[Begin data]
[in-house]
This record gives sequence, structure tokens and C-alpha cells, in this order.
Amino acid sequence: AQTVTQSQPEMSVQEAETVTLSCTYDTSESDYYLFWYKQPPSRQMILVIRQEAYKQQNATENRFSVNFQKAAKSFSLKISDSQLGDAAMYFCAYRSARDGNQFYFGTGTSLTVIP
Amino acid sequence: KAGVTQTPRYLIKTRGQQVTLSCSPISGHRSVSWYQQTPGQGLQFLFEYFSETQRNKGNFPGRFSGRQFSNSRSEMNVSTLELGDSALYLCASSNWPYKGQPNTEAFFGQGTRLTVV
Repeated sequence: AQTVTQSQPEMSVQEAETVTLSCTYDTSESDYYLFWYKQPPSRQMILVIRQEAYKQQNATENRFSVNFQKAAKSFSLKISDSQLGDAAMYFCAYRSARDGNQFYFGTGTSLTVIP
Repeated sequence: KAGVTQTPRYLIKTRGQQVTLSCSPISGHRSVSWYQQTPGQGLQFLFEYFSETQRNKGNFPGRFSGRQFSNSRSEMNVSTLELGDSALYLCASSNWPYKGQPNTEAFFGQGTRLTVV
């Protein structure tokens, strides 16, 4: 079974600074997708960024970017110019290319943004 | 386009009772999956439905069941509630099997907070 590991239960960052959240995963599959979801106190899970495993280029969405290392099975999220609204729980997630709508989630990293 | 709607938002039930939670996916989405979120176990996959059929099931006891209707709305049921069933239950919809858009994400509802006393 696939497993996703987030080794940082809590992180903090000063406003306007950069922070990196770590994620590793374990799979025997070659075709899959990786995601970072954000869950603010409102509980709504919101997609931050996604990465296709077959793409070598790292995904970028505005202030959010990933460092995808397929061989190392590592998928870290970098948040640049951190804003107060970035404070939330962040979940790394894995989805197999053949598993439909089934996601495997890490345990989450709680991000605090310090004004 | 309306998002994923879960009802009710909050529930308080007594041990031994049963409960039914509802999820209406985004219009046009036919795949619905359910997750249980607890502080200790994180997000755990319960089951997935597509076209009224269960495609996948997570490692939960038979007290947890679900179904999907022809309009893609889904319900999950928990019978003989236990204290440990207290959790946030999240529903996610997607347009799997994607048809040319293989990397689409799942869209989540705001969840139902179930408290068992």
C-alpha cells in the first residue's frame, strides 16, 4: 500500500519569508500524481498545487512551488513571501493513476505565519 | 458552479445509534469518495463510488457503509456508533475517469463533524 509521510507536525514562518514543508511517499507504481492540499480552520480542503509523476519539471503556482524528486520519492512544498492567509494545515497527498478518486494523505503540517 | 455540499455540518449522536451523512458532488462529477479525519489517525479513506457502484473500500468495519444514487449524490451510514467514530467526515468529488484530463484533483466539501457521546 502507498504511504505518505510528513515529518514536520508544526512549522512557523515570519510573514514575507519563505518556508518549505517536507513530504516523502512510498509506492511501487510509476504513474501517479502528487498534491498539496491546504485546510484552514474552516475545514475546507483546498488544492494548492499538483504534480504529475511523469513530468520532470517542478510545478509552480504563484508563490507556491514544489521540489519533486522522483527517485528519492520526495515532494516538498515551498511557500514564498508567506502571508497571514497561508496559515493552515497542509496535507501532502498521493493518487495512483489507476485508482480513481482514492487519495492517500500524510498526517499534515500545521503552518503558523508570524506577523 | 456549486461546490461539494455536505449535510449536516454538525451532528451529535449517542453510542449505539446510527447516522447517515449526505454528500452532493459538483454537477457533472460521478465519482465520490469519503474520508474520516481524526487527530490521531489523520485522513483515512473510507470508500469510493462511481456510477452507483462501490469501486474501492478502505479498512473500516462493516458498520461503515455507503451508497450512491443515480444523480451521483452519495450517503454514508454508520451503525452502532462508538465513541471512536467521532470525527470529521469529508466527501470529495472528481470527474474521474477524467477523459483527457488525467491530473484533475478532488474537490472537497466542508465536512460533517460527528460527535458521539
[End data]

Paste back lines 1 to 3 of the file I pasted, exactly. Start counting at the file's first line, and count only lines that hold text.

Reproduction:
[in-house]
This record gives sequence, structure tokens and C-alpha cells, in this order.
Amino acid sequence: AQTVTQSQPEMSVQEAETVTLSCTYDTSESDYYLFWYKQPPSRQMILVIRQEAYKQQNATENRFSVNFQKAAKSFSLKISDSQLGDAAMYFCAYRSARDGNQFYFGTGTSLTVIP